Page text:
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3 Tips To Help You Shield Yourself From Identity Theft

December is Identity Theft Prevention and Awareness month. Being the victim of identity theft can have a devastating and lasting effects on someone on a personal and business level. The stress of identity theft can effect productivity and the damage to one’s credit could mean the denial of a business loan.

Successful women in business are prime candidates as is any business professional, business owner or individual. Unfortunately, identity theft doesn’t pick favorites but people of high net worth or likely to have excellent credit ratings do make for prime targets.

Here’s a few things you can do to arm yourself from identity theft:

Shred sensitive documents: If someone wants to steal your identity bad enough, they’ll do so by any means necessary–and we mean any! Not even your trash is safe from a bad guy hoping to stumble upon a thrown out credit card statement or discarded W-2. Shred any document containing sensitive and/or personal information before you toss them into the garbage.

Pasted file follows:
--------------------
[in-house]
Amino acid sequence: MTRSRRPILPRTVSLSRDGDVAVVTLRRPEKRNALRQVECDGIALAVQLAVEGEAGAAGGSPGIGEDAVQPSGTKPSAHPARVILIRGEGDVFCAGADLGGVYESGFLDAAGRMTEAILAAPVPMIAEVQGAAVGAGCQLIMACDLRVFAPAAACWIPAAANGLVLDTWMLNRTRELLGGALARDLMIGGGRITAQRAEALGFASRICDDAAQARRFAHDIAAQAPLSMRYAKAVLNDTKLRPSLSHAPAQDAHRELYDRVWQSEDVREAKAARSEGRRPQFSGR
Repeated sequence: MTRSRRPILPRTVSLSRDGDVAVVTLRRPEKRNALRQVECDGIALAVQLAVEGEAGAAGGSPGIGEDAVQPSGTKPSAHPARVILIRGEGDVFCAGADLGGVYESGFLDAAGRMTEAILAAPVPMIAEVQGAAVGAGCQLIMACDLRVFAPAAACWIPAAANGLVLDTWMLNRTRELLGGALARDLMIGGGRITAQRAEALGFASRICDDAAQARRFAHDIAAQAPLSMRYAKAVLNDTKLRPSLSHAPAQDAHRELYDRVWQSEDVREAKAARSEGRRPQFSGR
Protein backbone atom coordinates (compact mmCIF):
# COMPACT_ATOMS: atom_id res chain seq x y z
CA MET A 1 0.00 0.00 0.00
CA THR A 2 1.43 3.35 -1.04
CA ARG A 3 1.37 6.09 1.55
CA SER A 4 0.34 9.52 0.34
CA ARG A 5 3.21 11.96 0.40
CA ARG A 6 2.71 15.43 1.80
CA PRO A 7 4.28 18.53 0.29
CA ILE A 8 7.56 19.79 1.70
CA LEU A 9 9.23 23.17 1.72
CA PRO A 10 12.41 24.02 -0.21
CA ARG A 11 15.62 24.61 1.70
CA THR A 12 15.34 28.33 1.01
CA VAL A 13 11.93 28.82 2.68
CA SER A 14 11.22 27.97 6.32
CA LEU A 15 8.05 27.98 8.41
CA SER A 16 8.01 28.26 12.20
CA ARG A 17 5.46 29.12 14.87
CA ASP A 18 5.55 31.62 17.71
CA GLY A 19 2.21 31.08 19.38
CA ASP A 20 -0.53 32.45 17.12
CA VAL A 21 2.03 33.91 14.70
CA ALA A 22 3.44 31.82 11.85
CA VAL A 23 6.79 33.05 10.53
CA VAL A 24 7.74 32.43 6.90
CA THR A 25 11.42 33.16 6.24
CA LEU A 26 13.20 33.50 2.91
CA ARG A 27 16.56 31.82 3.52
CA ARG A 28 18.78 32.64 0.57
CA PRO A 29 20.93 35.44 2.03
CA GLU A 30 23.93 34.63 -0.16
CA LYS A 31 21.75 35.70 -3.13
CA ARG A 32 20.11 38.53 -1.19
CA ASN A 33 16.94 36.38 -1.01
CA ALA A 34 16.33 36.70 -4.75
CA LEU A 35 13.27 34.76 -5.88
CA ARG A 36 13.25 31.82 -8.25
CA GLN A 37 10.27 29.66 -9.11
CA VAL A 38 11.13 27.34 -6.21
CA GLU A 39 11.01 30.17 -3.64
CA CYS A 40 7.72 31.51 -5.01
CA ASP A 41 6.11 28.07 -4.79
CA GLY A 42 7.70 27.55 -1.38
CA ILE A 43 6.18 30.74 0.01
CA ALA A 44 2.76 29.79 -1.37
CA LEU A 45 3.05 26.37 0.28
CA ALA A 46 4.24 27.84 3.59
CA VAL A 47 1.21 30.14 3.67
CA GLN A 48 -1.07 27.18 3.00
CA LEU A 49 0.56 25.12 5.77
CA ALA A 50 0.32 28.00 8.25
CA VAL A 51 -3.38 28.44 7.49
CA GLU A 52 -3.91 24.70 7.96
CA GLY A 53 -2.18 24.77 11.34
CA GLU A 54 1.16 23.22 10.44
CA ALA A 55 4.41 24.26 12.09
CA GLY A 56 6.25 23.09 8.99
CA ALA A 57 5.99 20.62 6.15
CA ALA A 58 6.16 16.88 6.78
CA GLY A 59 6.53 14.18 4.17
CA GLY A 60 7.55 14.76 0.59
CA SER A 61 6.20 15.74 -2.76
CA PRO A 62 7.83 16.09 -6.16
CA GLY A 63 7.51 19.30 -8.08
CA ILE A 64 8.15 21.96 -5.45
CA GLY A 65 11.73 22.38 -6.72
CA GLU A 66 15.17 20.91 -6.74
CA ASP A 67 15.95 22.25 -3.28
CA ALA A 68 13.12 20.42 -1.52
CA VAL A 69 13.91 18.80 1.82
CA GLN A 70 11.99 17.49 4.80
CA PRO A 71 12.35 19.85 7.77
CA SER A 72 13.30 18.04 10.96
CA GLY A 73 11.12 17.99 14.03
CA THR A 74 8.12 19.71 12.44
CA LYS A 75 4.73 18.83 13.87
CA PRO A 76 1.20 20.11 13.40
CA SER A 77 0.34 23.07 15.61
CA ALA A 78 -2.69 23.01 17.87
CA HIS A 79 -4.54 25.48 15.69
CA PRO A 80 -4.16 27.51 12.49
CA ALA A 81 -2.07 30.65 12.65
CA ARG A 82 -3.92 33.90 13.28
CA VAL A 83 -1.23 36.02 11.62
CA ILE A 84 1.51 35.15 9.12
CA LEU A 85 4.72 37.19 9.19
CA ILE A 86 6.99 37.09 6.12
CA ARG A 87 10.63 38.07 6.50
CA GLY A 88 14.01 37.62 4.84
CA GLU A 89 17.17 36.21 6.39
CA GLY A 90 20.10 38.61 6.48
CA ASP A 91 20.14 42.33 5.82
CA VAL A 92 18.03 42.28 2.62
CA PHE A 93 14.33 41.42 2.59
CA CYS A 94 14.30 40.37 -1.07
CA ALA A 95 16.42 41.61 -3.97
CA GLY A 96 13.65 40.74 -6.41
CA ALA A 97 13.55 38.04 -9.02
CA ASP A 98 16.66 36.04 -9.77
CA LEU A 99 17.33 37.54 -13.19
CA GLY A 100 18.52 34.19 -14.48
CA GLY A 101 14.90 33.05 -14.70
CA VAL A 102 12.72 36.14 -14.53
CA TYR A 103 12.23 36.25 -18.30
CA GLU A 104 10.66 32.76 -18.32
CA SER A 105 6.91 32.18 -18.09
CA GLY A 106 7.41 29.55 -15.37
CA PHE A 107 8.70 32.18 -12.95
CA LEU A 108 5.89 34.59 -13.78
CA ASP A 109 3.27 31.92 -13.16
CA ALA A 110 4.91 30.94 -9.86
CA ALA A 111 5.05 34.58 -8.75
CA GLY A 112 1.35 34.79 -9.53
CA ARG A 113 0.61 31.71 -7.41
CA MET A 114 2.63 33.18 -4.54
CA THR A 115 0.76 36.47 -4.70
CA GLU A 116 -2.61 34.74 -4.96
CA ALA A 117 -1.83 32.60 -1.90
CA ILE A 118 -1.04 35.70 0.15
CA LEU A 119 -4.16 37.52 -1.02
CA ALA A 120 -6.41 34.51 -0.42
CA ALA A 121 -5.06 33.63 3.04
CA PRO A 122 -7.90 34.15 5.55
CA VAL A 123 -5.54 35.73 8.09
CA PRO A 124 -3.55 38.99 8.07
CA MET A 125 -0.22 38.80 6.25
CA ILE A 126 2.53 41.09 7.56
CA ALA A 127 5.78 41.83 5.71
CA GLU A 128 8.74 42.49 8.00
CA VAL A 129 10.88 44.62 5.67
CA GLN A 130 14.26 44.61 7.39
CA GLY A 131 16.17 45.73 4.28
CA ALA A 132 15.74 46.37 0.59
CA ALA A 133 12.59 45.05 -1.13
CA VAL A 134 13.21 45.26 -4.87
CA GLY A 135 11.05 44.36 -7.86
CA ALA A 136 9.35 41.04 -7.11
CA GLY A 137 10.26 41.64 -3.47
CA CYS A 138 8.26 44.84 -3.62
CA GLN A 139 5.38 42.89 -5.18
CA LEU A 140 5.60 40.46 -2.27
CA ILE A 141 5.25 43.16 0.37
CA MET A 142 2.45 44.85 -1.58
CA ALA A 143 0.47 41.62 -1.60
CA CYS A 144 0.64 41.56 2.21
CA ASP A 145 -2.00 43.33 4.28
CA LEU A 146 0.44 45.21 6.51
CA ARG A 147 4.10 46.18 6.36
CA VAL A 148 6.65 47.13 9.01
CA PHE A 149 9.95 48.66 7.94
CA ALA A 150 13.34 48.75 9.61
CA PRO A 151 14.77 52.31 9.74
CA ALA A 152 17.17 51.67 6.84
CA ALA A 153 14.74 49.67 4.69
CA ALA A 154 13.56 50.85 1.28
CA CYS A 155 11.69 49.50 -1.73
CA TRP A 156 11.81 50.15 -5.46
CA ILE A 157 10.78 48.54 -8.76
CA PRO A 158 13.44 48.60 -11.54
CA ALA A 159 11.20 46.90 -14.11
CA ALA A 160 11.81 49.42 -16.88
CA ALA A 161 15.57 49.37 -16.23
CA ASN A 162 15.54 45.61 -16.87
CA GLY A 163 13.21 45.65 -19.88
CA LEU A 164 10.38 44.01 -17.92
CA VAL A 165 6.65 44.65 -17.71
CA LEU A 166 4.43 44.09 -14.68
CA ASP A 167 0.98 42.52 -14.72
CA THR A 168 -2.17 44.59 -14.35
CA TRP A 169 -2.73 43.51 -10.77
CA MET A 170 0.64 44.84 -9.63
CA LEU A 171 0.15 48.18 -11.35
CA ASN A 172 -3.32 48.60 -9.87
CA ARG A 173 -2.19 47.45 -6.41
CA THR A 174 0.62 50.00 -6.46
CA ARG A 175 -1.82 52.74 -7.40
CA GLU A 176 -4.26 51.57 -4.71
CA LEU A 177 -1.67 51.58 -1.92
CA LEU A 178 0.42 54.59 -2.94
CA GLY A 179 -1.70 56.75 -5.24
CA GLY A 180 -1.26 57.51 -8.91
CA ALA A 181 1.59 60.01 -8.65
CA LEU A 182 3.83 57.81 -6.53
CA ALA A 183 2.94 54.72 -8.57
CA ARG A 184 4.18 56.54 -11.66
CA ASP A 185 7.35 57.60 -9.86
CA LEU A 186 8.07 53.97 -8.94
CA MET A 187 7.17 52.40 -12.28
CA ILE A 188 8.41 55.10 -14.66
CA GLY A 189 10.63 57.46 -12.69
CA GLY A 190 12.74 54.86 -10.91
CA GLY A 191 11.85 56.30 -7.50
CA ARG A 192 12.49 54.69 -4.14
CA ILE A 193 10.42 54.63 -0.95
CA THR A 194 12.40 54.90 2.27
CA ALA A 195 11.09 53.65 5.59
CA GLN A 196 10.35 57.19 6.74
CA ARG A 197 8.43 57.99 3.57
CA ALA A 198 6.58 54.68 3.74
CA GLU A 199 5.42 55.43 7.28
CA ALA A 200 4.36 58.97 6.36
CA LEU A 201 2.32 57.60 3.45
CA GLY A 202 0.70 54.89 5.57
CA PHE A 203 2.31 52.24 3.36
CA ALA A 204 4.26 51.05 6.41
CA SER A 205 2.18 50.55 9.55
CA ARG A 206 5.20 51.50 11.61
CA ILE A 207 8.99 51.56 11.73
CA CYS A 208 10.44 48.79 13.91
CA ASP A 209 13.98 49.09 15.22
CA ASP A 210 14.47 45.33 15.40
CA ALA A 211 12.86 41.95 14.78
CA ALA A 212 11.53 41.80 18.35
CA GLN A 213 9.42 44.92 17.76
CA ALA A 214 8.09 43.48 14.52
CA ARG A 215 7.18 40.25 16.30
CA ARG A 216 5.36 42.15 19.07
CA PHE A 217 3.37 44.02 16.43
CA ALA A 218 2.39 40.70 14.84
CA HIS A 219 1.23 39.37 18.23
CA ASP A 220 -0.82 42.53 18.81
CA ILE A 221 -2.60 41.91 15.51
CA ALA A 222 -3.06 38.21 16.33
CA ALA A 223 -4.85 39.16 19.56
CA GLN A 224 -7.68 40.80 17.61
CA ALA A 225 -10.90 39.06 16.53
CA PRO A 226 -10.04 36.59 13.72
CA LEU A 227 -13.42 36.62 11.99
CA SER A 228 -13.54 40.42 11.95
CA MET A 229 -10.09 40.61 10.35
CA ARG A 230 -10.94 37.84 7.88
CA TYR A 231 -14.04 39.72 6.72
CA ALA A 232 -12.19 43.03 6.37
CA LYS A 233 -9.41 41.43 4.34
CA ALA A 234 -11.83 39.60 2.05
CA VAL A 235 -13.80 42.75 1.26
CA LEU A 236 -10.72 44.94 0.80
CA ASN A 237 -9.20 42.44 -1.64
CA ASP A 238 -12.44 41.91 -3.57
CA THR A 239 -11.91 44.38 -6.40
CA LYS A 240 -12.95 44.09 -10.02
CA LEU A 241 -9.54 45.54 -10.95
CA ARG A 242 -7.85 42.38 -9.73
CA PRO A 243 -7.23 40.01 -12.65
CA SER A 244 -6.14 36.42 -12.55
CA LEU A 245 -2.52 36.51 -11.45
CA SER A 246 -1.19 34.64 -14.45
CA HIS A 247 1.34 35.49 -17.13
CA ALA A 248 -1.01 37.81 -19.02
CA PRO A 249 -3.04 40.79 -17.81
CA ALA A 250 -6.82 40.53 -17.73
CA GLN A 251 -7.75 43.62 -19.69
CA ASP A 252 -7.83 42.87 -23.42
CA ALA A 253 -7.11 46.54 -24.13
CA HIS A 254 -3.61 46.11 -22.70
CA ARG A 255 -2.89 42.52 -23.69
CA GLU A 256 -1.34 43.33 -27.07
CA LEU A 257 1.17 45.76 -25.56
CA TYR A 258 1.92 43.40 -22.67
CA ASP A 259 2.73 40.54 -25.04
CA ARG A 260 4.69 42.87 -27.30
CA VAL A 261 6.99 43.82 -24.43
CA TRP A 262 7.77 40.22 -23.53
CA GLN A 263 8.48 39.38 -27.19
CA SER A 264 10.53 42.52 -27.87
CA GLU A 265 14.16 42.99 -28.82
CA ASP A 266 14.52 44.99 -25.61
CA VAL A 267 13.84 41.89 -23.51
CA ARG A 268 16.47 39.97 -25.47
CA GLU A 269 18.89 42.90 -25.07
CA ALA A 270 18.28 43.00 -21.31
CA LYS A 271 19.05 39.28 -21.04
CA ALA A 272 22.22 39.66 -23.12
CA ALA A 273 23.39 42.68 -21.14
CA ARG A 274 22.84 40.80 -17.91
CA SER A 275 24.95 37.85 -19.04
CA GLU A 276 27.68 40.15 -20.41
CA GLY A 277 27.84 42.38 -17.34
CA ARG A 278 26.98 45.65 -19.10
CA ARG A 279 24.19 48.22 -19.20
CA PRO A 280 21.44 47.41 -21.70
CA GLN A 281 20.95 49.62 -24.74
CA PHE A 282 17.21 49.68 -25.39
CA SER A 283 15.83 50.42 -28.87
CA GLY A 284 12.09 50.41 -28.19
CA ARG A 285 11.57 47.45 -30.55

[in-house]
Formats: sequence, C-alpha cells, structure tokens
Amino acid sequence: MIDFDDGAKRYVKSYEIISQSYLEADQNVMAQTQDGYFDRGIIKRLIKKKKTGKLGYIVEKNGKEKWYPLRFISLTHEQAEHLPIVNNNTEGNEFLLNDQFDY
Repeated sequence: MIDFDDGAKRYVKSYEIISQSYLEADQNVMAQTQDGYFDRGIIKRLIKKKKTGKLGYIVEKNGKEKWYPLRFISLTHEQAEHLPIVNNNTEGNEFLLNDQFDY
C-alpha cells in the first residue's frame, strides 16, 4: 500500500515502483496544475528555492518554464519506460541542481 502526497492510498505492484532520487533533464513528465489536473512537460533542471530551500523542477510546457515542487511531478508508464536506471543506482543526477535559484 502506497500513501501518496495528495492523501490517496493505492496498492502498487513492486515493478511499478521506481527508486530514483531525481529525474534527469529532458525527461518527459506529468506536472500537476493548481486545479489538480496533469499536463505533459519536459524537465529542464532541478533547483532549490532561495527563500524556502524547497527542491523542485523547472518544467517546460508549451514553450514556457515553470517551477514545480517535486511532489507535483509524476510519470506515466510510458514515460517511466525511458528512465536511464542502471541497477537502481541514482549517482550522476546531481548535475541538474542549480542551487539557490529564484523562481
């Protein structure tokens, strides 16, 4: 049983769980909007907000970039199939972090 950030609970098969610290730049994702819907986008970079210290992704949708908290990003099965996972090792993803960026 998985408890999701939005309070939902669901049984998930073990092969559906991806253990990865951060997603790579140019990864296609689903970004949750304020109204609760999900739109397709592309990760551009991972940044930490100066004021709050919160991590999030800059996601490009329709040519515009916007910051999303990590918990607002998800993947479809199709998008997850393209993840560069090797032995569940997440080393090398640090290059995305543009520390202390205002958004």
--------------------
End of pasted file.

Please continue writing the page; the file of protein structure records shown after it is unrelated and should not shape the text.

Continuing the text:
Review your credit report frequently: As the old saying goes: Knowledge is power. Get to know what’s on your credit report by checking all 3 bureau reports frequently. While doing this won’t exactly stop identity theft from happening to you, you’ll be able to spot suspicious activity quicker should an issue arise, lessening the effects. The FTC gives you access to your reports for free every 12 months. You can request your report here.

Ignore emails asking for personal information: We’ve all seen them: Emails that look like they’re from Bank of America or American Express telling you your account has been suspended and the only way to undo this is to click a link and verify your account. Don’t be alarmed! This is a classic phishing attempt. Reputable companies will never ask you for your password, account number or social security number in an email and messages like these should be ignored.

Being aware is the first step in empowering yourself and lowering the odds of becoming a victim. With this in mind, we encourage you to share this article with other women in business contacts. You just might help someone be pro-active and prevent a huge issue before it happens.

We also encourage you to post resources or information that might be additionally beneficial and help people protect themselves in the comments below.

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